Secret Files Tunguska Review

By , on July 22, 2014

Secret Files Tunguska
  • Publisher: Deep Silver
  • Genre: Family
  • Released: 16 Jul, 2014
  • Size: 1.6 GB
  • Price: $4.99
Download on the AppStore
3 out of 5


  • There is a silly charm to the serious-headed story
  • Nice adaptation of interface to touchscreen
  • Large, fully-voiced story with plenty of locations


  • Cumbersome voice acting
  • Unintuitive puzzles
  • Range of options makes trial-and-error feel exhausting


Secret Files Tunguska certainly won’t be for everyone. Fortunately, it sticks close enough to the classic point-and-click adventure tropes that you'll know what you're getting yourself into.

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There is a simple question to ask yourself before playing Secret Files Tunguska: if you wanted to eavesdrop on a conversation, would your first instinct be to sellotape a mobile phone to your target's cat?

If the answer is yes, then Tunguska's puzzles will be second nature. However, if this confluence of events seems unreasonable, and trial-and-error seems like a chore, then this may not the point-and-click adventure for you.

Fortunately, the touchscreen conversion of the original PC game's controls does make randomly pairing items together an intuitive process. Tapping anywhere on the screen sends the heroine Nina to the desired location. A magnifying glass icon highlights any points of interest in the world, and tapping on these allows you to inspect or interact with the object.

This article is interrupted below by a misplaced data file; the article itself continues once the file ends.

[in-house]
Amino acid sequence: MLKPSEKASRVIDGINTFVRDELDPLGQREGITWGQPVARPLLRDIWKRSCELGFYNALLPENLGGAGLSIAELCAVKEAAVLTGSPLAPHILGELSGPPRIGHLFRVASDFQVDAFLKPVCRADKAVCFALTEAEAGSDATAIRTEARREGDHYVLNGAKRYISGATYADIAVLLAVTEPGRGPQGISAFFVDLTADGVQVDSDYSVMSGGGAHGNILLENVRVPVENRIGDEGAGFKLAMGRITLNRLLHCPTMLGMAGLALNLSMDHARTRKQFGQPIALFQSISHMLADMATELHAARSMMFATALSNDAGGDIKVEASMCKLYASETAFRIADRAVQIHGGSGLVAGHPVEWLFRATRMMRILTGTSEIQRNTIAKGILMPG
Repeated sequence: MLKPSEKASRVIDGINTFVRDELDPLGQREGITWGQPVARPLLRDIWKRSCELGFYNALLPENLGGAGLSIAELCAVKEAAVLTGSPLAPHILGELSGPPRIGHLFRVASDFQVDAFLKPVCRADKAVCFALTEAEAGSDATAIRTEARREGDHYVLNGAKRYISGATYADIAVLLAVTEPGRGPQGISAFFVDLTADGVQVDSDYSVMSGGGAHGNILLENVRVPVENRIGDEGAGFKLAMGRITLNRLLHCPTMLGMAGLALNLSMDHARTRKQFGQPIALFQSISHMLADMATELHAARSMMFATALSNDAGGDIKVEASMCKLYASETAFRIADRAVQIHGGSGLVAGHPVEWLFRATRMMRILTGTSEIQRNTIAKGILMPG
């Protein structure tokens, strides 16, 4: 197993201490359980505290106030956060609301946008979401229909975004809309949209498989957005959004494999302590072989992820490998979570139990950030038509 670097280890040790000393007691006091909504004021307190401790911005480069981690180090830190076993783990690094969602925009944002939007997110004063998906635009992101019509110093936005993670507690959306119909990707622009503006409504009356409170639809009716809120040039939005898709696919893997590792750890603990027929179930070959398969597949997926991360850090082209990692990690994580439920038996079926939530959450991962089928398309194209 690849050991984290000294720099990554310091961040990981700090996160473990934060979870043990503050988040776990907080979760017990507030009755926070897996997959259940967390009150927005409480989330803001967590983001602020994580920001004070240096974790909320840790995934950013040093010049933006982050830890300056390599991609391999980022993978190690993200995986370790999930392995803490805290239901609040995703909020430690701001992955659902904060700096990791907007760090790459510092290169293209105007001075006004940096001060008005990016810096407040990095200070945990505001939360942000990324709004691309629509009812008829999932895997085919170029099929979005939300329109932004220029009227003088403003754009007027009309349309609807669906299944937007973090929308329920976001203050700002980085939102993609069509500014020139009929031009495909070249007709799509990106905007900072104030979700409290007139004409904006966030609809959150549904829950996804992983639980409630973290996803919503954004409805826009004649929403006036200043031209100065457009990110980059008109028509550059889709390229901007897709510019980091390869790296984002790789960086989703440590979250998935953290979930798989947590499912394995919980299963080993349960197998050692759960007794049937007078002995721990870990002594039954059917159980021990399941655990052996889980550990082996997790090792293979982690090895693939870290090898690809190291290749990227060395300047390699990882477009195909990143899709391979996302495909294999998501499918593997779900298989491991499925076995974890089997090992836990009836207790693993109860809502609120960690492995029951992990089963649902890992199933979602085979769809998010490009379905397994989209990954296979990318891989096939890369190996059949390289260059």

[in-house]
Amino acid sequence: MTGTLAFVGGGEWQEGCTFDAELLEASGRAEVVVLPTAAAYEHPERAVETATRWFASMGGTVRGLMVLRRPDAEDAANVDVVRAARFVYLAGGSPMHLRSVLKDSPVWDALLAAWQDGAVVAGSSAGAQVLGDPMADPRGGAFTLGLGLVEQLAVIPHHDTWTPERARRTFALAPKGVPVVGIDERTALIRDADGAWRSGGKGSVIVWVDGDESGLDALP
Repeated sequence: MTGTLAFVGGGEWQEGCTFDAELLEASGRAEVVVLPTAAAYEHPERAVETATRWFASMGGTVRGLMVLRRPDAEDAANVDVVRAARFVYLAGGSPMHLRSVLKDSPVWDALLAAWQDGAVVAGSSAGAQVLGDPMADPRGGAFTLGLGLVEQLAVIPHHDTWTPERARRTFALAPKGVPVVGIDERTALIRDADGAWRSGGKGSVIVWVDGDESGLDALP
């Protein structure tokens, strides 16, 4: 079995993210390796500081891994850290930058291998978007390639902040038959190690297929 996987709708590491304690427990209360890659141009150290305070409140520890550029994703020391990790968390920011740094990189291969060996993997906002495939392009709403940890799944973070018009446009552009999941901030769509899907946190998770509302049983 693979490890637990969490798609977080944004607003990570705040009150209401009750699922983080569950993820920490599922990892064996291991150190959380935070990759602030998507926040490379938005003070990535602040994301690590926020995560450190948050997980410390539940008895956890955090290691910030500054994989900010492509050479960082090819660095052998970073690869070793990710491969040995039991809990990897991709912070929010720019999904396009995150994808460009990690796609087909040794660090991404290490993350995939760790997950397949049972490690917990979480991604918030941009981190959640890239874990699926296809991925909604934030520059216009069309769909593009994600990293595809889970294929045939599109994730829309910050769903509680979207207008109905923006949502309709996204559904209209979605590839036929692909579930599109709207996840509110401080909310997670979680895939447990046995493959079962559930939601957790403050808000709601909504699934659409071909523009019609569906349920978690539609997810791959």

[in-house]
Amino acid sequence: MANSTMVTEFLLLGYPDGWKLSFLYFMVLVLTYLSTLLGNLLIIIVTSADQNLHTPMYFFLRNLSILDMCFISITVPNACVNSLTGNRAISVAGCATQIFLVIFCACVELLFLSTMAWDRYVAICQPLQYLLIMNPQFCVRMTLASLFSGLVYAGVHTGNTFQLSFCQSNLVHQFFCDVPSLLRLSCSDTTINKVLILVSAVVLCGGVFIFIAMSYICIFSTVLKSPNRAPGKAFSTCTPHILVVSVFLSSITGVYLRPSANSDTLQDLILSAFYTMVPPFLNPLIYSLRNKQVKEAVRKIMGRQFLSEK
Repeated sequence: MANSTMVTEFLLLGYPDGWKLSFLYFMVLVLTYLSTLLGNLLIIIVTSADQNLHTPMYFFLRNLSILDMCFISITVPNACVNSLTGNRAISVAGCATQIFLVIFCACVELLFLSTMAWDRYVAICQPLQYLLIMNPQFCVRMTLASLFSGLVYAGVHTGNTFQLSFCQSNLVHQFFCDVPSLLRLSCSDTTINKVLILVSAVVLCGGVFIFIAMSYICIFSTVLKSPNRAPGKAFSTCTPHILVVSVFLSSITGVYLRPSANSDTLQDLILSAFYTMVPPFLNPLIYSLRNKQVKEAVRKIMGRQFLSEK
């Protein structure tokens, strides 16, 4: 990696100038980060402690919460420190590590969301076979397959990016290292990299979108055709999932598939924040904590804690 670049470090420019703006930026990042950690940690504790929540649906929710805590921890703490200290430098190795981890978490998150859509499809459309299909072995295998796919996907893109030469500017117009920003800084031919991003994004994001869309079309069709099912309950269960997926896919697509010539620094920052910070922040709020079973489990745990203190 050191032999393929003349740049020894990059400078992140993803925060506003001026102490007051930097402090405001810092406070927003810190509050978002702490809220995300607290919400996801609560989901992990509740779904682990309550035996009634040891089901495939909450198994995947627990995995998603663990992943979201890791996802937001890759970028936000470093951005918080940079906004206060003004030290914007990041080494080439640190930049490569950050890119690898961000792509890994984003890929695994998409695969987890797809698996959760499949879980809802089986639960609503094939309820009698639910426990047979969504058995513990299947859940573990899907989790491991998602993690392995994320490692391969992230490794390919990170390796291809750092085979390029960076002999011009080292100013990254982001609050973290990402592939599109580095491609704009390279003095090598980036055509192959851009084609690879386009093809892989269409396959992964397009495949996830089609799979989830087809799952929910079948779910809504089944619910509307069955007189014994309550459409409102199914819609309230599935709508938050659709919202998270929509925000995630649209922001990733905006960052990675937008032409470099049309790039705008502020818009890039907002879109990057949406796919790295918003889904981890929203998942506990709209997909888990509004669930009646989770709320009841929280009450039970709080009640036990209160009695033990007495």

The instinctive controls mean that it is only the game's internal logic that stands between you and progress, which is where things start to get problematic. The chains of events required to solve problems seem to borrow heavily from the more tongue-in-cheek puzzles of the old Lucas Arts adventures, which feels odd set against Tunguska's serious tone.

The conspiracy-filled story that sends Nina out searching for her missing father sits poorly against this cartoon logic. Getting a fridge magnet from a young lost girl for fixing her bike tyre is an odd event at best, but the peculiar 5-part process required to use this magnet to get an address feels a little convoluted.

Saying that, while the goofy puzzles may juxtapose the story's tone, it does add to Tunguska’s strange charm. The stilted voice acting and dubious script are at times laughable, but everyone's commitment makes it feel quite endearing.

Secret Files Tunguska is a game popped straight from the classic point-and-click adventure mould, with all of the problems that entails. Which brings us back to the conundrum of the cat and the sellotape. If that puzzle makes sense to you, then Tunguska may be just the game you're looking for. Baffled parties need not apply.


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